Lithium is down 75%: Is Now the Time to Buy Lithium Stocks?

Dale Gillham and Fil Tortevski

By Dale Gillham and Fil Tortevski |

There is no doubt that lithium is a hot topic right now, especially when there are images of exploding scooters, EVs and other similarly powered devices in the news every week. However, lithium is more than something that is just prone to spontaneous combustion, so this week, we look at this highly popular and, dare I say, hotly debated topic.

I will also review some Australian lithium stocks to determine whether there are any real opportunities right now or if all the talk is just another overhyped story best left for discussions around the dinner table.

The lithium carbonate futures price chart tells an interesting story, especially given all the hype around lithium in recent years. The last thing most would have expected is that the price of lithium has fallen 75 per cent in the last 12 months, but the good news is that any market that has fallen heavily is worth investigating.

Why is Lithium popular yet falling heavily?

Lithium is used in many industries, including electric vehicles and energy storage systems, and we all know that the world is moving towards an all-electric future. As such, the potential gain from holding lithium stocks is well warranted, especially since experts such as Statista are forecasting global lithium demand will surpass 2.4 million metric tons, doubling the 2025 forecast. Bloomberg also predicts a nearly fivefold increase in lithium demand by the end of the decade.

The challenge for lithium is that we are constantly finding new and better ways to produce and store electricity, especially in the renewable energies space, so the risk of being superseded by a new technology, such as sodium for example, is a major concern for the commodity.

It's not the first time I've seen a market move in the opposite direction to the hype, and right now, lithium stocks are down 70 per cent or more from their all-time high, except for Pilbara minerals.

Pilbara happens to be the largest player in this space and has risen over 4,000 per cent since the March 2020 low. More recently, it has only fallen 35 per cent from its all-time high, which suggests there is strong interest in this stock.

If the price of lithium catches up to its hype, Pilbara is one stock you should take a very close look at, especially if you want exposure to this commodity in your portfolio. As for the other stocks in this space, I would stay away until the price of lithium is well and truly rising; otherwise, you might just be catching a falling knife.

What were the best and worst-performing sectors last week?

The best-performing sectors included Healthcare, up 1.32 per cent, followed by Information Technology, up 0.91 per cent and Financials, up 0.73 per cent. The worst-performing sectors included Energy, down 3.44 per cent, followed by Materials, down 3.03 per cent and Consumer Staples, down 1.73 per cent.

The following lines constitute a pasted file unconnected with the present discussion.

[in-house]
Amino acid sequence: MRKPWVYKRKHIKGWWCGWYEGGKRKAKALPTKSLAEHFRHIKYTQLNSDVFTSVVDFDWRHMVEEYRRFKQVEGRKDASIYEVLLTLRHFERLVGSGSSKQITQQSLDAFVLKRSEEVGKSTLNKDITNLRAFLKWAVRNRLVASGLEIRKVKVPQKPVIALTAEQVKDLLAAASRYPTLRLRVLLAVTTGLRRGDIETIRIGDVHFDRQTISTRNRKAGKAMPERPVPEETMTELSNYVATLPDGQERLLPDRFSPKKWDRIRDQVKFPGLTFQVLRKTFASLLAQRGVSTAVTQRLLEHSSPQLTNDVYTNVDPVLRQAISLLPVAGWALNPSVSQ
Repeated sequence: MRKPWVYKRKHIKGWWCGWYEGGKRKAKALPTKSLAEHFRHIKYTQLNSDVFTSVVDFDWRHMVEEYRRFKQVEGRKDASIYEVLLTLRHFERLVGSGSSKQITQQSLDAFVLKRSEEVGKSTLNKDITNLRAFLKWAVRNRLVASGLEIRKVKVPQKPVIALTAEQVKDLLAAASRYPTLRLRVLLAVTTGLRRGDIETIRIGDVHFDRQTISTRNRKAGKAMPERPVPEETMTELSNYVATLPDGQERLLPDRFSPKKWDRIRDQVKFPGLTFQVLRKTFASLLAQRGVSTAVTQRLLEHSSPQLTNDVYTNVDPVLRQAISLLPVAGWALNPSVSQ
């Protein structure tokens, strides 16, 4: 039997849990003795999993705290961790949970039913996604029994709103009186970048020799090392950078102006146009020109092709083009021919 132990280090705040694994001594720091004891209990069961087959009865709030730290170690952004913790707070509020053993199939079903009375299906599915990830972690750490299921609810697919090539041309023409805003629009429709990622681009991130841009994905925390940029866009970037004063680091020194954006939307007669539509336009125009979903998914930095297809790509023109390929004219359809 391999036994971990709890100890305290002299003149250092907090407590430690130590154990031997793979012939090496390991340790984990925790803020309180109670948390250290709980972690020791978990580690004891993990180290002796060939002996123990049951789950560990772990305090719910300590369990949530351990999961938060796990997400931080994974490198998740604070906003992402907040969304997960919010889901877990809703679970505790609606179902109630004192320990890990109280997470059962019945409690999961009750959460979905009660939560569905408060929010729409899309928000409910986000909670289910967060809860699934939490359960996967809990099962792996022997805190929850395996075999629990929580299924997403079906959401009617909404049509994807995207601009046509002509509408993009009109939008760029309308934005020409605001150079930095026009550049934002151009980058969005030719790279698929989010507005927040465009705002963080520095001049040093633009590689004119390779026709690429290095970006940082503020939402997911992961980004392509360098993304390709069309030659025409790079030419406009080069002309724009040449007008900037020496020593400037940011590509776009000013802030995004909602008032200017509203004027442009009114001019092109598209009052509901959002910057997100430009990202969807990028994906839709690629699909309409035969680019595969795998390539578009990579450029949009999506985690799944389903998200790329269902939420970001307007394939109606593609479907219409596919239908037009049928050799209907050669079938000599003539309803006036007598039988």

The best-performing stocks in the ASX top 100 included Worley, up 5.83 per cent, followed by Harvey Norman, up 5.58 per cent and Virgin Money, up 5.03 per cent. The worst-performing stocks included Whitehaven Coal, down 8.67 per cent, followed by Santos, down 7.34 per cent and Newmont, down 7.04 per cent.

What's next for the Australian stock market?

Last week, the All Ordinaries Index reversed its recent rise to fall 0.59 per cent. While I still believe the Australian market will push higher to take out the all-time high in the next week or so, the reluctance to break the all-time high last week makes me think that February might be a flat month, as mentioned in my previous report.

Last week saw the commencement of reporting season, and so far, more than 50 per cent of companies that reported have beaten expectations, while only 15 per cent missed their mark. That means over 80 per cent of companies were either in line or beat expectations, which is a fantastic result.

Some of the companies that reported are in the property sector, and I encourage investors looking for clues as to the direction of future interest rates to take a close look at their reports. Most notably, Mirvac reported a statutory loss to the tune of $165 million, and if more property companies follow suit, then the RBA may act sooner to reduce interest rates.

I would also encourage you to keep an eye on the big players, including BHP, RIO, and the big four banks, as their results will greatly impact the broader market. Remember, reporting season creates heightened volatility and wild swings in price both up and down. That said, I suspect reporting season will produce many opportunities for traders to take advantage of, so keep an eye on your favourite stocks.

I believe patience is the order of the day for at least the next few weeks until reporting season ends. While the Australian market may well be bullish over the next few weeks and break above the all-time high, it could also move up and down like a yoyo, which is typical for February.

For now, good luck and good trading.

Dale Gillham is the Chief Analyst at Wealth Within and the international bestselling author of How to Beat the Managed Funds by 20%. He is also the author of the bestselling and award-winning book Accelerate Your Wealth—It’s Your Money, Your Choice, which is available in all good bookstores and online.

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